Live Without Fear

  • Two women laughing with their heads together. Learn about domestic violence in the deaf community.

Step-by-Step Help

If you are physically hurt, get immediate help
Deciding to leave or stay in a violent relationship: The Safety Plan
Shelter information
Get emotional support

If you are physically hurt, get immediate help

GO TO A HOSPITAL, DOCTOR OR CLINIC IF YOU ARE HURT. Do not shower first or change your clothes. THIS IS VERY IMPORTANT. The doctor will look at you to see if you have internal injuries or broken bones and help you. The doctor also needs to see if you may be pregnant, have an STD (called sexually transmitted disease) or get proof that you were attacked. If you were raped, contact HAVEN’s START program, or go to the nearest emergency room and ask for something called a forensic exam. This is where the doctor will get proof that you were raped.

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Deciding to leave or stay in a violent relationship: The Safety Plan

Maybe you are thinking about leaving the person who has been abusing you. You can’t stand it anymore. You must come up with a plan to leave if it is an emergency. Only you can decide if leaving is the right thing to do. Only you can determine the safest time to leave. Here are some ideas if you decide to leave:
  • First, decide where you will go if you are leaving home. The place you pick should be a safe place where you can get more help.
  • Get permission from a friend or family member so you can stay with him or her if it’s an emergency. You may have to ask them to lend you some money.
  • Pack a suitcase and hide it in a secret place. Leave some money in the suitcase. Have an extra set of keys and clothes in the suitcase. Make copies of the following papers and have them in the suitcase. Try to bring as many of these papers as you can:
    • Information about all of your bank accounts (name of the bank, account numbers, credit union information, etc.).
    • If you have a safety deposit box, a copy of the key.
    • A copy of your car title and a copy of your income tax returns for the past three years.
    • If you own a house, a copy of the deed (title).
    • If you have any loans, copy all of that paperwork.
    • If you have any credit cards with your abuser, copy the information from those. You will want to take your name off of these credit cards too.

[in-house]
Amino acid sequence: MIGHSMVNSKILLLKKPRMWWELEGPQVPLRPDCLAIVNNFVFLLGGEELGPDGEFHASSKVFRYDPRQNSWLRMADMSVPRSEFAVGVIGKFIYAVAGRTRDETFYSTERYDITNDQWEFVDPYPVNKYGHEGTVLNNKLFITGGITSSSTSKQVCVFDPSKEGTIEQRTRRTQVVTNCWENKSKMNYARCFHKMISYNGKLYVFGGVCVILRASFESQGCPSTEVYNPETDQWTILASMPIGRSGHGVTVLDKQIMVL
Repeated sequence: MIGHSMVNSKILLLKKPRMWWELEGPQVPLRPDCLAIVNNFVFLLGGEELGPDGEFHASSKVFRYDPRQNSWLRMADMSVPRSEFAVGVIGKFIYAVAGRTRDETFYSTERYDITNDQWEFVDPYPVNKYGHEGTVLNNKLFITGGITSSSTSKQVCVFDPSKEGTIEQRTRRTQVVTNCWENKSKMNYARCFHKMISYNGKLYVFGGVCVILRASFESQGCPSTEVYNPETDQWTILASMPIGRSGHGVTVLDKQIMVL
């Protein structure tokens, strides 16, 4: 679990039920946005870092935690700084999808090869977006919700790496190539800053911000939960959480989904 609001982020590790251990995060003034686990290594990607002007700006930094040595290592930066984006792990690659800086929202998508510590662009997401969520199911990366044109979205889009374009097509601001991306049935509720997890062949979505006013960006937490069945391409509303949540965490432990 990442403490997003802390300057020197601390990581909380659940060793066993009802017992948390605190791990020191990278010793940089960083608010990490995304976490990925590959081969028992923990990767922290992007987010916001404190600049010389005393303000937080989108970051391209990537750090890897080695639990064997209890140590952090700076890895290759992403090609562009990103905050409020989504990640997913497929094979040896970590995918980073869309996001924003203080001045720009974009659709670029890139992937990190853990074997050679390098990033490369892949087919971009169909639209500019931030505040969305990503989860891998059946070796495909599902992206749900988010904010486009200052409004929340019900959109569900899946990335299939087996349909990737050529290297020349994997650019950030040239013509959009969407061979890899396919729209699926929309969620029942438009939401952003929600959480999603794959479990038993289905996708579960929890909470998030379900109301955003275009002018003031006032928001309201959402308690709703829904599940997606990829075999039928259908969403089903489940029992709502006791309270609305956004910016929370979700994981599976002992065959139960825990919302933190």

• If you are working, copy your pay stubs for the last two months.
    • If you have a bank account with your abuser, copy the signature cards from the bank.
    • If you have a PPO (Personal Protection Order) from the court, make sure you have a copy of that.
    • If you have an insurance policy, trust fund or pension, copy that.
  • Try to get this information: the abuser’s Social Security number, driver’s license number, license plate number, work address and phone number plus the addresses and phone numbers of good friends.
  • If you have a lawyer, listen to what your lawyer says. If you don’t have a lawyer, make sure that if you leave your husband, wife or partner, you take all of your personal things with you (money, investments, bank accounts, etc.) and half of your “joint” accounts (bonds, checking accounts, credit cards, etc.).
  • Open a savings account. Use just your name. This will help you become more independent.
  • Memorize the Crisis and Support Line phone number. Keep it with you, but hidden. Make sure you know how to contact the Crisis and Support Line in an emergency.
  • If you feel that your computer at home isn’t safe and someone is watching you, use the computer at the library or at a friend’s house.
  • If you are thinking about leaving the person who is abusing you, make sure you have a good plan — a Safety Plan. Read it over and over so you know what to do in a true emergency.

IMPORTANT: It is never too late to ask for help. Even if someone sexually abused you years ago, you need to deal with your feelings if you want to get better. HAVEN can help you with your feelings.

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Shelter Information

HAVEN has a 24-hour emergency shelter for people who have experienced domestic violence or sexual assault. Learn more about the shelter.

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Get Emotional Support

Even after you have asked for help, it may be difficult for you. You may need medical help. You may be leaving someone you have lived with for a long time. You may feel angry, embarrassed or really afraid. You may think that being deaf might make it more difficult. But help is available. With your permission HAVEN can work with DeafCan and Deaf Women’s Advocacy Services to provide Deaf friendly support. Learn more about the talking to someone.

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